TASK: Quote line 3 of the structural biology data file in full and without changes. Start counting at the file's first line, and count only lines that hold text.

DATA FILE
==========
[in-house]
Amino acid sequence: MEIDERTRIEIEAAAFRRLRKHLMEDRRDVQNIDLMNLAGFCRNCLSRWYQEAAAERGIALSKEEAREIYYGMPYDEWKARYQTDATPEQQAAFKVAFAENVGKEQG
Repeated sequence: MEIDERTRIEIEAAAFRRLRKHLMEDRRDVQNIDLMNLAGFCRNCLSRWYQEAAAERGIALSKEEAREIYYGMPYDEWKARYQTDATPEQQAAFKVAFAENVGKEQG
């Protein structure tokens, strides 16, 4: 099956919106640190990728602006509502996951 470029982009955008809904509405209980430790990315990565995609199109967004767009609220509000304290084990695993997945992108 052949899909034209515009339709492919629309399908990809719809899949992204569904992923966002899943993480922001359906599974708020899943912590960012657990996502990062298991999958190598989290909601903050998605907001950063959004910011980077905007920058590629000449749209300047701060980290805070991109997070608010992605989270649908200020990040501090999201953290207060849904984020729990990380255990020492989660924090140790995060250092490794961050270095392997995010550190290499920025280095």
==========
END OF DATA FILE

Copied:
Repeated sequence: MEIDERTRIEIEAAAFRRLRKHLMEDRRDVQNIDLMNLAGFCRNCLSRWYQEAAAERGIALSKEEAREIYYGMPYDEWKARYQTDATPEQQAAFKVAFAENVGKEQG